Independent claims of causation fall outside the exclusion. As one court noted, the mere fact that claims address contracts between the same parties concurrently claiming tort liability is not determinative in evaluating the breach of contract exclusion because “acts committed by the same actor are [not] necessarily concurrent and excluded from coverage. . . . ‘But when a covered event and an excluded event “each independently cause” the loss, “separate and independent causation” exists, “and the insurer must provide coverage despite the exclusion.’”” Courts have also acknowledged the need to limit the breadth of “arising out of” based on “the narrowness of other terms” in the policy.
Tort claims not dependent on contract breach are covered.
Unjust enrichment or conversion. Because of the causal nexus required to satisfy the “arising out of” component of the exclusion, claims necessarily fall outside the scope of the exclusion if there are grounds for liability that do not depend on, relate to, or arise from contract breach. Even when a contract exclusion does not include an exception for “liability in the absence of the contract,” the exclusion does not remove coverage for non-contract claims. If an underlying complaint asserts claims for unjust enrichment or conversion, those claims do not bear even an “incidental relationship” to any asserted breach of contract claims because, in many jurisdictions, “‘[w]here there is an express contract, there can be no recovery based upon an unjust enrichment theory.’” This is further confirmed when a claim seeks only the return of amounts paid, not the benefit of the bargain. Indeed, claims of breach of contract and unjust enrichment are mutually exclusive.
Like unjust enrichment, conversion does not “aris[e] out of a breach of contract.” Thus, courts usually hold that a claim for conversion is equally incapable of supporting the minimally required “incidental relationship” for the breach of contract exclusion to bar a defense.
Tortious interference. Similarly, courts have determined that where claims based on violation of offense (d) are generated by distinct tortious interference elements, they do not depend on any breach of contract. Such claims are distinct from allegations of “breach of contract.” A broad construction of the breach of contract exclusion that would capture such claims would be inconsistent with coverage law nationwide. In addressing an analogous exclusion, one court explained the applicable reasoning as follows:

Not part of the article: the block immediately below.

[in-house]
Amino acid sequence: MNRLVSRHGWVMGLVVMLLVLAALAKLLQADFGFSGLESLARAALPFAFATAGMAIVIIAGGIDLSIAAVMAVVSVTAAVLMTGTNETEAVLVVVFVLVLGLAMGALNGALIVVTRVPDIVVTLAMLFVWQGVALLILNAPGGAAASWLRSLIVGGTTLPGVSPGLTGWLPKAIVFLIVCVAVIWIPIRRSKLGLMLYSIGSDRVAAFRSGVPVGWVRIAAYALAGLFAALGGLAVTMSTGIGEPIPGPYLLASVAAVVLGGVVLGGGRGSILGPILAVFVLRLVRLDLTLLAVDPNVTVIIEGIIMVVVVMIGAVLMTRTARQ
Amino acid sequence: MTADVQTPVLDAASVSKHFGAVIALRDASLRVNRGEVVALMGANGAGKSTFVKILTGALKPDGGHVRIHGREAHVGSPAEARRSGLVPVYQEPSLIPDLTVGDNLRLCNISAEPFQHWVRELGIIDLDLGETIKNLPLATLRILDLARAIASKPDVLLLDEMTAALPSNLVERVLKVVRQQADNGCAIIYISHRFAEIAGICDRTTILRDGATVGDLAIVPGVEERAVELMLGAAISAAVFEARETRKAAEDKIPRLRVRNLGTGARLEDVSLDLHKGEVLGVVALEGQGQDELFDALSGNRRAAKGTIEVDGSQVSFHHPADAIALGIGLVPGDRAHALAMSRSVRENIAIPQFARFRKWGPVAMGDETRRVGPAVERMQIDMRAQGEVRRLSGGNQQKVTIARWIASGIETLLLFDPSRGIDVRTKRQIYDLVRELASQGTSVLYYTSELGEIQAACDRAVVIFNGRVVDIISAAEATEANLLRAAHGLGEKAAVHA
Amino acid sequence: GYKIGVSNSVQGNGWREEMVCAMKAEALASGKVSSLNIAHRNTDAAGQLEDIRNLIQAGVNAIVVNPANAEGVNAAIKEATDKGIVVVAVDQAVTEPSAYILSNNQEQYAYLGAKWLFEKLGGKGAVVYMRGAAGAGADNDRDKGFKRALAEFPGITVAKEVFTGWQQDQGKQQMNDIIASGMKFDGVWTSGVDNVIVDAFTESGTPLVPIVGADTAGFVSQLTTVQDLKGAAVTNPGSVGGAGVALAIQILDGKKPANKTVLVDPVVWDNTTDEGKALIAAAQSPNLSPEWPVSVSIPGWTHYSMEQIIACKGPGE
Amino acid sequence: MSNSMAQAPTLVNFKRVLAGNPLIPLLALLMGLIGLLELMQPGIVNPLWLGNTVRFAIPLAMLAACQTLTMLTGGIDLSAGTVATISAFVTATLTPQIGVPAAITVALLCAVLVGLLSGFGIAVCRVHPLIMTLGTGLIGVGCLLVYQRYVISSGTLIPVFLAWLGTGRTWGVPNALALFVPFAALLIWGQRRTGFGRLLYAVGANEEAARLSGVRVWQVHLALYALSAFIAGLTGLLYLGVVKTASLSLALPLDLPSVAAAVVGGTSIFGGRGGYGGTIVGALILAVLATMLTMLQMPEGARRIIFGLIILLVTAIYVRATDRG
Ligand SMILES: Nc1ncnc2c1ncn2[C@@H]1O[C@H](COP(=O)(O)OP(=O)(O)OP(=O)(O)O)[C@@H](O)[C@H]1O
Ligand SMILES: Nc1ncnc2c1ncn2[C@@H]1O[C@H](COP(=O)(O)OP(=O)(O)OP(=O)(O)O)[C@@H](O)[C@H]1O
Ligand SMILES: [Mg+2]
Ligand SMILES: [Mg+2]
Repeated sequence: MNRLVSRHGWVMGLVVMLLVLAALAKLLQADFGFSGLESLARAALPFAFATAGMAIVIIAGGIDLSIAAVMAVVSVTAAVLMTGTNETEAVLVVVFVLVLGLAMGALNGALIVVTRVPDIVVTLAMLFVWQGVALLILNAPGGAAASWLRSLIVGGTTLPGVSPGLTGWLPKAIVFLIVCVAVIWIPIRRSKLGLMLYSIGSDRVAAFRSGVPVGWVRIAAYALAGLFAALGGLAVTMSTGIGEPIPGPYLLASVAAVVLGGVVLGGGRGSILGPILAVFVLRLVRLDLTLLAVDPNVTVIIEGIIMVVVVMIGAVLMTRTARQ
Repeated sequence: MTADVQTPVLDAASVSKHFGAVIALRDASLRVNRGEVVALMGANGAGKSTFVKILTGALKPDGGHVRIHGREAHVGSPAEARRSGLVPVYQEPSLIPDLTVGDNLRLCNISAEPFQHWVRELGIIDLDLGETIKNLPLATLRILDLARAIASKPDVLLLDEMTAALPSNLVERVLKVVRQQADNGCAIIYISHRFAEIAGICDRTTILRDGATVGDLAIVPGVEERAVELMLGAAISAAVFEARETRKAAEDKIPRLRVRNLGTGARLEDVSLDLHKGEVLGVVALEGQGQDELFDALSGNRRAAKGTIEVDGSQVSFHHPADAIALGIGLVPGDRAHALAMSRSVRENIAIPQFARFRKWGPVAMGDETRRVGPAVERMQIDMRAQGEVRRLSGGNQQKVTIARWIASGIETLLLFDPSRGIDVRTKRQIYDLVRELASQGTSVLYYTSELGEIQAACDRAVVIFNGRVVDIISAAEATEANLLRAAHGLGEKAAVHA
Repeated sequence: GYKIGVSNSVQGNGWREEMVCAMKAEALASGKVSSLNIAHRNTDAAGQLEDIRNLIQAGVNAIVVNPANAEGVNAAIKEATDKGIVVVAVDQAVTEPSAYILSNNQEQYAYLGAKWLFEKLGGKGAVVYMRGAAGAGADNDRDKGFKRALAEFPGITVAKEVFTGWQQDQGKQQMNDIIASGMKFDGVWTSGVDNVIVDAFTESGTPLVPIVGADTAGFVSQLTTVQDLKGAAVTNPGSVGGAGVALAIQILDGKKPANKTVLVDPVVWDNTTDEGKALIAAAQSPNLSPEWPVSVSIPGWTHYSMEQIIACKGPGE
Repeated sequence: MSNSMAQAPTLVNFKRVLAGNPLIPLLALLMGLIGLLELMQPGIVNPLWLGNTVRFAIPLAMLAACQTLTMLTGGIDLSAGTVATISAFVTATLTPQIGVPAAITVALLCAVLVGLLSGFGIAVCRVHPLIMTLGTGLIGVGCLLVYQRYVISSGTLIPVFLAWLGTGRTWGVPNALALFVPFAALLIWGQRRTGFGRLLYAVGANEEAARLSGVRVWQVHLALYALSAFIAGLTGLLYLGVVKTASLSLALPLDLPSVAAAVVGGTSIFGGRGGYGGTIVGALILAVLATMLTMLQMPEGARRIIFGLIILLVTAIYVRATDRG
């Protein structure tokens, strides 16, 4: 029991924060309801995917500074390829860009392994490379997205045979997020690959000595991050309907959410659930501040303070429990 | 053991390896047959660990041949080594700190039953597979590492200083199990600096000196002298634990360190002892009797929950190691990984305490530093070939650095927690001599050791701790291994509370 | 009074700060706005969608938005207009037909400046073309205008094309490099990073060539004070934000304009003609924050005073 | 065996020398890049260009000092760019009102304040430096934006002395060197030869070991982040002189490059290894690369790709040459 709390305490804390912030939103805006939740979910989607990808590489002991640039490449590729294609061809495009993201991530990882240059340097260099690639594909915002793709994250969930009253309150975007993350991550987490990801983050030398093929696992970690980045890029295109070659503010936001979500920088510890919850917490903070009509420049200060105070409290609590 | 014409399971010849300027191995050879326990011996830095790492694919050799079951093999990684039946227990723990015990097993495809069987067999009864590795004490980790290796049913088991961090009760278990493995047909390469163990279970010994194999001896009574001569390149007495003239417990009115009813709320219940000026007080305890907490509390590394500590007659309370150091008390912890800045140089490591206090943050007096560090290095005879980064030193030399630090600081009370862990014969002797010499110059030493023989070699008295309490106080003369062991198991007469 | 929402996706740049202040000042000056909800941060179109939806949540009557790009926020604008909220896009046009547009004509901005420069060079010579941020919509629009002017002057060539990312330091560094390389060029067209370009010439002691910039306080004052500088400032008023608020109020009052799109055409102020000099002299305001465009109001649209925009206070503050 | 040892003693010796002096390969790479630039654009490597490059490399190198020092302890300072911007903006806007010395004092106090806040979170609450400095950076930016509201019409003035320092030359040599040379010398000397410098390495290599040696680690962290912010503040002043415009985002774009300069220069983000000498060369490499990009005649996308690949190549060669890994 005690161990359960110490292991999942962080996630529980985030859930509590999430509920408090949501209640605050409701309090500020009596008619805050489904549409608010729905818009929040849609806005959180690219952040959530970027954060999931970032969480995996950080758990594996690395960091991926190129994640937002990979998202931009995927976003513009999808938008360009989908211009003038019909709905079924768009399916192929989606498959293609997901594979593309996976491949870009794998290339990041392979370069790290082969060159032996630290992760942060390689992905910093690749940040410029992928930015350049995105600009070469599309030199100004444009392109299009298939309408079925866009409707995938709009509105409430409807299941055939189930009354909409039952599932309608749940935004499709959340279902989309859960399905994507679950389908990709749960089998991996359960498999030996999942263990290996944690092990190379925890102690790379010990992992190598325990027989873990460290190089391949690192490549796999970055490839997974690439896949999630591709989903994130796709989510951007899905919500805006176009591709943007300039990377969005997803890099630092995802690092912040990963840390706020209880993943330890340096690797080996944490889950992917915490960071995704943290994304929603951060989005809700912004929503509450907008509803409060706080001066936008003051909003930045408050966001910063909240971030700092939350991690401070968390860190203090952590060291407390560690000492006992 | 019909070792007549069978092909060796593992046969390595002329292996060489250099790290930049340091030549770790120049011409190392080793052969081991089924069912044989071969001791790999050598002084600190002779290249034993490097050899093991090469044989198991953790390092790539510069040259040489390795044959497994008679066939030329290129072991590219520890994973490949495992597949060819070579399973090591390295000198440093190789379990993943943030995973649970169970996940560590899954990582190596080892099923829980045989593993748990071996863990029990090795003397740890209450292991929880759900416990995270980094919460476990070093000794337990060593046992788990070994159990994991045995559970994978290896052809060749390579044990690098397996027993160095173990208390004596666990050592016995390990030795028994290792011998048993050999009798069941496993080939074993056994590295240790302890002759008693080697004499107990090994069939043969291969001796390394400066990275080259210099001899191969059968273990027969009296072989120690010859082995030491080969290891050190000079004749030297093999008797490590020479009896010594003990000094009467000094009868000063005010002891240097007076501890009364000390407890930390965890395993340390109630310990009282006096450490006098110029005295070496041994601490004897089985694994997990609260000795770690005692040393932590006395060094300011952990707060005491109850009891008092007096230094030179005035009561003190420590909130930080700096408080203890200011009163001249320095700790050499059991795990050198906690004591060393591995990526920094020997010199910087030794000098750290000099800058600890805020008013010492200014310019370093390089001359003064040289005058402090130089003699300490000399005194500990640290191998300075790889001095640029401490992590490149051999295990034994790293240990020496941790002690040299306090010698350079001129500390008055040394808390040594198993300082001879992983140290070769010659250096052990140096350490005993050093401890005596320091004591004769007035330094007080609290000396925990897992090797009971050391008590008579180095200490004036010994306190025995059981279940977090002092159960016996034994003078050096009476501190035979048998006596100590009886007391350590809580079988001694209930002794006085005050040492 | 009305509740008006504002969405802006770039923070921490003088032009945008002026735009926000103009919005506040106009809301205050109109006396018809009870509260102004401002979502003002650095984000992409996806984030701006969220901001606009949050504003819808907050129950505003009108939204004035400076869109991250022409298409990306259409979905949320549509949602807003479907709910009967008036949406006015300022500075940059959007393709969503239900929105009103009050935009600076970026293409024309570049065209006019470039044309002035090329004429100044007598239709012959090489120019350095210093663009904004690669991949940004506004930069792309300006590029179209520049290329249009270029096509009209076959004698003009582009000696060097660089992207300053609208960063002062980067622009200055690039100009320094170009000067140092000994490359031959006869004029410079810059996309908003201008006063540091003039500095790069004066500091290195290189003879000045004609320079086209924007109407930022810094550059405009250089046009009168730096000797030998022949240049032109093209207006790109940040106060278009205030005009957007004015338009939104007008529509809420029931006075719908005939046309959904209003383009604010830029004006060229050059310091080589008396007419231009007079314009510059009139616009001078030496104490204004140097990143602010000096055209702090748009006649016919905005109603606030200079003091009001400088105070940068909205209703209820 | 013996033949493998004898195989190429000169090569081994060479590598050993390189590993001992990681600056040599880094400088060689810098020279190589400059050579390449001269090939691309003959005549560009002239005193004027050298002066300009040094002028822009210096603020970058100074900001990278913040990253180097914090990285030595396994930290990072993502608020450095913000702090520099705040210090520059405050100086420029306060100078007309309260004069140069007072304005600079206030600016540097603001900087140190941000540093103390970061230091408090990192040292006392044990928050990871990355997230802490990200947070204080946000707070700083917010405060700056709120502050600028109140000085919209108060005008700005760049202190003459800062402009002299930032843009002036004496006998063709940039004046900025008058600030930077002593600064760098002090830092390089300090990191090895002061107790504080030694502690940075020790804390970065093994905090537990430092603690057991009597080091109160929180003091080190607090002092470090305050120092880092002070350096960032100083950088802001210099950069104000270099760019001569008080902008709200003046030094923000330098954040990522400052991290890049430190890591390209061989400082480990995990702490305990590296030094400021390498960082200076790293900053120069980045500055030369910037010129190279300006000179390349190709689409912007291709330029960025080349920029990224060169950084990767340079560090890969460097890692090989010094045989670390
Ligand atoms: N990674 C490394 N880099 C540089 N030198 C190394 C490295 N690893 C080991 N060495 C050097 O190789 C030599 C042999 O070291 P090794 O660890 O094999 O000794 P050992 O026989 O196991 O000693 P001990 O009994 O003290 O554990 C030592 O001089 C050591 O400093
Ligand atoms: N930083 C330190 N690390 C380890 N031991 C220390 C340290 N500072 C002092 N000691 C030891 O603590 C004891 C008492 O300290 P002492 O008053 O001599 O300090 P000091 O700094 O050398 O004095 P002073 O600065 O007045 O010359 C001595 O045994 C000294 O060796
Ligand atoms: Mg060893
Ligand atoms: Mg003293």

Under their reading of the policy, all that is necessary for an additional insured to be covered is that the insured’s conduct be a causal link to the injury. This is an incorrect interpretation of the policy language, which, by its terms, describes proximate causation and legal liability based on the insured’s negligence or other actionable deed. . . . [T]he majority’s analysis ignoring what at “worst” (from the prospective of the putative additional insureds) is an ambiguity in that language overlooks our teachings that, when there is doubt with respect to the meaning of an insurance policy, an insurer should revise the policy so as to leave no doubt as to the meaning of that contract.
Unfair competition. A North Carolina federal court used this same reasoning to conclude that a “breach of contract” exclusion could not preclude coverage for several claims—including trademark infringement, false designation of origin, and unfair competition—made in addition to breach of contract. As the court explained,
an injury arises out of a breach of contract when it “spring[s] up from” or “originate[s]” in the contract. . . . It follows from that definition that an injury does not arise out of a contract when the underlying actions are alleged to be unlawful independent of any contractual relationship between the parties. Thus, if claims for injury rely upon a legal source other than contract law, they do not arise out of a breach of contract and are not subject to the breach of contract exclusion under the policies.
The Unique Challenges of D&O Contract Exclusions